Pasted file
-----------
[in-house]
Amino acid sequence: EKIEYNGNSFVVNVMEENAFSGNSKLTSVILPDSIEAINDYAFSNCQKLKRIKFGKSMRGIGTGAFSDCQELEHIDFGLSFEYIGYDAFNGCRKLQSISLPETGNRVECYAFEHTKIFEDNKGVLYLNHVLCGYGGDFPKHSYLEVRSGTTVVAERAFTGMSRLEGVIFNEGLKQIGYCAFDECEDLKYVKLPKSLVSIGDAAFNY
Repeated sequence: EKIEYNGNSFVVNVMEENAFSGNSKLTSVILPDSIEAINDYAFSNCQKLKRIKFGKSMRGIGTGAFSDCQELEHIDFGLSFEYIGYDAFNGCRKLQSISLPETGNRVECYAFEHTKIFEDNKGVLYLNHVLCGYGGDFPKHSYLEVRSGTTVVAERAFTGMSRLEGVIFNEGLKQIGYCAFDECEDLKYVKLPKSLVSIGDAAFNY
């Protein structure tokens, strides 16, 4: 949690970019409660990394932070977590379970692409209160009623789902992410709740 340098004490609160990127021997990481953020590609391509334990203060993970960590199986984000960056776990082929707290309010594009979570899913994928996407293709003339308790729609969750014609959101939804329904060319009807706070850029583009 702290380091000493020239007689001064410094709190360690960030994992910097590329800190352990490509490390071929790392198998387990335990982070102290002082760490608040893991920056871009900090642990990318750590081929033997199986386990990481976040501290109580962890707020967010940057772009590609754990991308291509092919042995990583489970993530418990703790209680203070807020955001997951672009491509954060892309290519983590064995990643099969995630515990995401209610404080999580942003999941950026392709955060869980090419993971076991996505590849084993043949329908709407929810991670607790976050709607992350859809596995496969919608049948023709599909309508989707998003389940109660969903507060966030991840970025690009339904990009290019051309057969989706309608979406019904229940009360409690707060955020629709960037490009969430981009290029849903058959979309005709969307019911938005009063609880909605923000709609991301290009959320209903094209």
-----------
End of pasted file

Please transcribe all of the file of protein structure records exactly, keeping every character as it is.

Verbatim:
[in-house]
Amino acid sequence: EKIEYNGNSFVVNVMEENAFSGNSKLTSVILPDSIEAINDYAFSNCQKLKRIKFGKSMRGIGTGAFSDCQELEHIDFGLSFEYIGYDAFNGCRKLQSISLPETGNRVECYAFEHTKIFEDNKGVLYLNHVLCGYGGDFPKHSYLEVRSGTTVVAERAFTGMSRLEGVIFNEGLKQIGYCAFDECEDLKYVKLPKSLVSIGDAAFNY
Repeated sequence: EKIEYNGNSFVVNVMEENAFSGNSKLTSVILPDSIEAINDYAFSNCQKLKRIKFGKSMRGIGTGAFSDCQELEHIDFGLSFEYIGYDAFNGCRKLQSISLPETGNRVECYAFEHTKIFEDNKGVLYLNHVLCGYGGDFPKHSYLEVRSGTTVVAERAFTGMSRLEGVIFNEGLKQIGYCAFDECEDLKYVKLPKSLVSIGDAAFNY
């Protein structure tokens, strides 16, 4: 949690970019409660990394932070977590379970692409209160009623789902992410709740 340098004490609160990127021997990481953020590609391509334990203060993970960590199986984000960056776990082929707290309010594009979570899913994928996407293709003339308790729609969750014609959101939804329904060319009807706070850029583009 702290380091000493020239007689001064410094709190360690960030994992910097590329800190352990490509490390071929790392198998387990335990982070102290002082760490608040893991920056871009900090642990990318750590081929033997199986386990990481976040501290109580962890707020967010940057772009590609754990991308291509092919042995990583489970993530418990703790209680203070807020955001997951672009491509954060892309290519983590064995990643099969995630515990995401209610404080999580942003999941950026392709955060869980090419993971076991996505590849084993043949329908709407929810991670607790976050709607992350859809596995496969919608049948023709599909309508989707998003389940109660969903507060966030991840970025690009339904990009290019051309057969989706309608979406019904229940009360409690707060955020629709960037490009969430981009290029849903058959979309005709969307019911938005009063609880909605923000709609991301290009959320209903094209």